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February 4, 2011

The Stroop Effect

No, it's not the title of an unpublished Robert Ludlum novel but, rather, the name for John Ridley Stroop's 1930s discovery that naming the color of a word is faster and more accurate when the word and color match ("red" in red letters) than when they do not ("red" in blue letters).

Don't take my word for it: see for yourself.

Wrote Bruce Bower in a May 9, 1992 Science News article, "J. Ridley Stroop achieved instant scientific prominence when his doctoral dissertion appeared in the December 1935 Journal of Experimental Psychology. Yet Stroop published only four studies between 1932 and 1938, before he abandoned the psychology laboratory for a life devoted to teaching, preaching and writing about the Bible. Stroop's students and colleagues at David Lipscomb College, a small Christian college in Nashville where he served as head of the psychology department and a popular instructor of Bible classes, referred to him as both 'Doctor Stroop' and 'Brother Stroop.'"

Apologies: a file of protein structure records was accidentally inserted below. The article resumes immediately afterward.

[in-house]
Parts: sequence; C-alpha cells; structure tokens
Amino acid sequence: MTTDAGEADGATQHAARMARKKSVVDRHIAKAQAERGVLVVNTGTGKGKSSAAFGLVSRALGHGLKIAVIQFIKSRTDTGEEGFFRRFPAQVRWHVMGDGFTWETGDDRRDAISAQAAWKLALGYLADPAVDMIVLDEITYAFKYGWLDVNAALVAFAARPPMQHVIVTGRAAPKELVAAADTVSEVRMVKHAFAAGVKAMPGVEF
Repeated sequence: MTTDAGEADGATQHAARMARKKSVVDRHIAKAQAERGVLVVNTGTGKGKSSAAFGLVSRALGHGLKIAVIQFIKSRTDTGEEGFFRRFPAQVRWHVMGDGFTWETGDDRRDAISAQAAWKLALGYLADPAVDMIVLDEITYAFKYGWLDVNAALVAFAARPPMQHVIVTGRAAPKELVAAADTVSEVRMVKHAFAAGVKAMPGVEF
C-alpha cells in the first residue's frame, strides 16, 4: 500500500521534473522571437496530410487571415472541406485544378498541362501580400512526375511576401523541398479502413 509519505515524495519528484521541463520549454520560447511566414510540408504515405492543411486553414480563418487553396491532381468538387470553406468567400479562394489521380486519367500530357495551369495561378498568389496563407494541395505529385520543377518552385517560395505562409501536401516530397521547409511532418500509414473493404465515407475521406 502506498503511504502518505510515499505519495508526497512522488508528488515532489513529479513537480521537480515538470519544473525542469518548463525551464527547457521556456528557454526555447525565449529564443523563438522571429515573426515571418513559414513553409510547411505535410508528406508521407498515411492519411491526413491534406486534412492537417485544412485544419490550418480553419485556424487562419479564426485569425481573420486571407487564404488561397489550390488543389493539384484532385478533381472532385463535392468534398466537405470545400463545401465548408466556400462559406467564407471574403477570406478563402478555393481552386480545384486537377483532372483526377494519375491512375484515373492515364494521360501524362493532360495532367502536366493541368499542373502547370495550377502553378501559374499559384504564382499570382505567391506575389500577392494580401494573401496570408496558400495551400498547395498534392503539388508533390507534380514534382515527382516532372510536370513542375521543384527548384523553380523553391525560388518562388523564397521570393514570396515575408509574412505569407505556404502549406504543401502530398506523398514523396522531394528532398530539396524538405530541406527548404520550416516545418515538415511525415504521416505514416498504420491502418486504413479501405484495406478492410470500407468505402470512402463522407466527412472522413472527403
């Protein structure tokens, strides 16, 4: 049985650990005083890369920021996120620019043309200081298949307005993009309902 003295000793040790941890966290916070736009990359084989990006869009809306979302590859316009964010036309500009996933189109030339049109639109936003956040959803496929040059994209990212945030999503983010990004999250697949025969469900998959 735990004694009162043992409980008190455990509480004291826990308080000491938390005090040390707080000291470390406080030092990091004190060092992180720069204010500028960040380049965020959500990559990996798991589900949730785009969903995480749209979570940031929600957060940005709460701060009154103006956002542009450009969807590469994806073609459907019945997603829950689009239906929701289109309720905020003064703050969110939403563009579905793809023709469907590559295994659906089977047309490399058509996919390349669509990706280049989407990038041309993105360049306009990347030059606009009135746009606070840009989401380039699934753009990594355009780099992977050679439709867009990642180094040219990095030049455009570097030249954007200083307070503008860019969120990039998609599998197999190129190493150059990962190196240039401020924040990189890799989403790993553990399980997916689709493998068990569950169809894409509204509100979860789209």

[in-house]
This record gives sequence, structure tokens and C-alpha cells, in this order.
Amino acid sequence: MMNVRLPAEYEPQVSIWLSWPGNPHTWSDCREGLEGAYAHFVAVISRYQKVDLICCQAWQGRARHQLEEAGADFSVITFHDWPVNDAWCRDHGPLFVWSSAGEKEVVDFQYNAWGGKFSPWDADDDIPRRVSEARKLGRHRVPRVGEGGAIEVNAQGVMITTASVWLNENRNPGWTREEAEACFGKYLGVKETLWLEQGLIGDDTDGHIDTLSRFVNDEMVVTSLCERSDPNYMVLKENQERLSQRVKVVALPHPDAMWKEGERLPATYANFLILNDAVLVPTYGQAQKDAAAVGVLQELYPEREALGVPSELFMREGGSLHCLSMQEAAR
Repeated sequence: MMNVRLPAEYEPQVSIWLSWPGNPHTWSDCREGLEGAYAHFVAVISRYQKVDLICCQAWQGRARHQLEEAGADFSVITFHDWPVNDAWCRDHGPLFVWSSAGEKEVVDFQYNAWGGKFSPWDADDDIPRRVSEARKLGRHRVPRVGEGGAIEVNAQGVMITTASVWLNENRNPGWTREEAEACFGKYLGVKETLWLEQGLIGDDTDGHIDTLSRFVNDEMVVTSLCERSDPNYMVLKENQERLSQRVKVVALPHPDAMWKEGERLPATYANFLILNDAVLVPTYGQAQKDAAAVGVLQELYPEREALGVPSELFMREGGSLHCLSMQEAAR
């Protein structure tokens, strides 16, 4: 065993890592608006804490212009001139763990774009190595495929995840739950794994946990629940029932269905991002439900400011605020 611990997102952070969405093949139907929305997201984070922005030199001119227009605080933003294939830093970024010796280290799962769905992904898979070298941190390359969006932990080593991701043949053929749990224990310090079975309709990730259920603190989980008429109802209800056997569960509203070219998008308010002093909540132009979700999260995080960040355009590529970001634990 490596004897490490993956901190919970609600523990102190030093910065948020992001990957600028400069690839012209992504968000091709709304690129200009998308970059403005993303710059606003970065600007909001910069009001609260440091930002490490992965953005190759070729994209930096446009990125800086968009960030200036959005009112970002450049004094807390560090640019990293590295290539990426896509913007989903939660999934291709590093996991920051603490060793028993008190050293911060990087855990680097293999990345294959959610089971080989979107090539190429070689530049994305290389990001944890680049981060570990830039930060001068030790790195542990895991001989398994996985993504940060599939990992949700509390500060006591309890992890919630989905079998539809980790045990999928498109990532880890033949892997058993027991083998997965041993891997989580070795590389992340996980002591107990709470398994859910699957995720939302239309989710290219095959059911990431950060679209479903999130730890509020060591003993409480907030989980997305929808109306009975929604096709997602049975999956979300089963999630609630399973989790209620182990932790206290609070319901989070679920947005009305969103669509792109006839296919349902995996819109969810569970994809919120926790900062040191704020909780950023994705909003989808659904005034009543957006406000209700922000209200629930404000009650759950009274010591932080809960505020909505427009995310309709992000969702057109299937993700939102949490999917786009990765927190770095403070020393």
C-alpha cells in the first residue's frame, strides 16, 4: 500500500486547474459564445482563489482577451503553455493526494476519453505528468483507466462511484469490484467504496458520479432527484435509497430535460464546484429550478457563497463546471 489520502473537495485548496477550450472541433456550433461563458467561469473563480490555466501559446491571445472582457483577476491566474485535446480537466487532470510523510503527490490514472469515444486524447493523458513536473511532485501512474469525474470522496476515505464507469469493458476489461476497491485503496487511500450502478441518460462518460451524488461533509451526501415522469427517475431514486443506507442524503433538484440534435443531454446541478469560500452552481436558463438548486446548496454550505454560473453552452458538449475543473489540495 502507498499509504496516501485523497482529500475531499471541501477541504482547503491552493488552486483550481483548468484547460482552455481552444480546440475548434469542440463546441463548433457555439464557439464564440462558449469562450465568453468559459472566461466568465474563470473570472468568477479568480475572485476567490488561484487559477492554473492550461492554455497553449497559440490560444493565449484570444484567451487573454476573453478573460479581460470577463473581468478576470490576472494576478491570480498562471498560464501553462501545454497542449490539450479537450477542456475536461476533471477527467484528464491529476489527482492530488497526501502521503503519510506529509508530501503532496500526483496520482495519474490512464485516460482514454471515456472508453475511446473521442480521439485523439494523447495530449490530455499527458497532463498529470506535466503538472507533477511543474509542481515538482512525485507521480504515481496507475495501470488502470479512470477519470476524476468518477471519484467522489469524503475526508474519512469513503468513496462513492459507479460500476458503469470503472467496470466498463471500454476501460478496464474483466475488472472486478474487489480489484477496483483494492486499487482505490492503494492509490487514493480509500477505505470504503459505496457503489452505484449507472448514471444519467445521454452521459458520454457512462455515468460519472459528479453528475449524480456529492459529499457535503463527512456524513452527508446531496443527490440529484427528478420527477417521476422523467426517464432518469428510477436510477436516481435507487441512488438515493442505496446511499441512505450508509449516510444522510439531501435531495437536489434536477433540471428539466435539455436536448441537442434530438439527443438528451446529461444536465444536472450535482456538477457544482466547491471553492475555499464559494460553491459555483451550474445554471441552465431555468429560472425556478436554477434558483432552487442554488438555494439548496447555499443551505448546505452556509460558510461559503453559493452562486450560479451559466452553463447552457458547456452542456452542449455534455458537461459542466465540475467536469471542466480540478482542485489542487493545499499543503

He died in 1973 at the age of 76.

February 4, 2011 at 10:01 AM | Permalink


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Comments

I teach an experimental research methods course, and this is one of the experiments I do in class to show students how to do simple stats -- as well as to show them an example of an experiment they could do on their own with subjects.

I don't know what it was about my last course, but the students in there had no difference in the contradictory colors vs. words. Tried it on 8 students before I gave up...ok...I have a few hypothesis why this was that way, but regardless...it irked me.

Great experiment...and can really screw with people who consider themselves pretty intelligent, and yet can't read simple words...

Posted by: clifyt | Feb 4, 2011 11:57:11 AM

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